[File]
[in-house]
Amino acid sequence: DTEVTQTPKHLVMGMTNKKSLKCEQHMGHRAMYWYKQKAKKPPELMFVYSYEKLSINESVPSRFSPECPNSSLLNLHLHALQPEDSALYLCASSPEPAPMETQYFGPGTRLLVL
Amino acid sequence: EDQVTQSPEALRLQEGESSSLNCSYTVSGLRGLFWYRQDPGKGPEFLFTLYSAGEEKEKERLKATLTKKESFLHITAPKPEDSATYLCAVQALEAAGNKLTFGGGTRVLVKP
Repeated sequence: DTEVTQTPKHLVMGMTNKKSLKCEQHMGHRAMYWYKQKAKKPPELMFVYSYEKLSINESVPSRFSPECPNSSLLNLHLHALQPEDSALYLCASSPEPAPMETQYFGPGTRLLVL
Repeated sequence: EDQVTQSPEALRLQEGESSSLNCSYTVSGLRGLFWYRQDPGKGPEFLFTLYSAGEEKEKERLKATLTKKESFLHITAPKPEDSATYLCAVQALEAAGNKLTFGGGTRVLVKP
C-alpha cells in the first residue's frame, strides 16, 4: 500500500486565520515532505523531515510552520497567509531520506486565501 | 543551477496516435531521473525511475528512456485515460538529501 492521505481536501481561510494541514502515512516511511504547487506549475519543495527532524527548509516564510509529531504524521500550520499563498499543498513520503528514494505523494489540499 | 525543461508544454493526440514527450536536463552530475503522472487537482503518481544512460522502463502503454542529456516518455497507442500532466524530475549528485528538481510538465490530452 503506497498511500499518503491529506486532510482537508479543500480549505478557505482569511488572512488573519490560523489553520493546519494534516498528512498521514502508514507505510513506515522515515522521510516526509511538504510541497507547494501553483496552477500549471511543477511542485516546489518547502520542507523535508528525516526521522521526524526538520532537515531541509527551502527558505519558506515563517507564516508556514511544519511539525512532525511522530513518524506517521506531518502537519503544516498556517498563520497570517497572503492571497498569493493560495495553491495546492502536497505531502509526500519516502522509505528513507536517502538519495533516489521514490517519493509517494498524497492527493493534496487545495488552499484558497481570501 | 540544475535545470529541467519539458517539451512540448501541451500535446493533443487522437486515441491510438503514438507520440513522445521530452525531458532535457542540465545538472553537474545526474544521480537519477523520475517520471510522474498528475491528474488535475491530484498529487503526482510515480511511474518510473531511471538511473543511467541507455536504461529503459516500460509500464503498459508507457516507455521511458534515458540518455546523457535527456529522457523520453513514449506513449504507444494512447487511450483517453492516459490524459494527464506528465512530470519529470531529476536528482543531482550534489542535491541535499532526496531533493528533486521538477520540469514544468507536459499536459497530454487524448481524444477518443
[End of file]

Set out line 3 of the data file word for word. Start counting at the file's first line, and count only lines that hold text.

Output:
Amino acid sequence: EDQVTQSPEALRLQEGESSSLNCSYTVSGLRGLFWYRQDPGKGPEFLFTLYSAGEEKEKERLKATLTKKESFLHITAPKPEDSATYLCAVQALEAAGNKLTFGGGTRVLVKP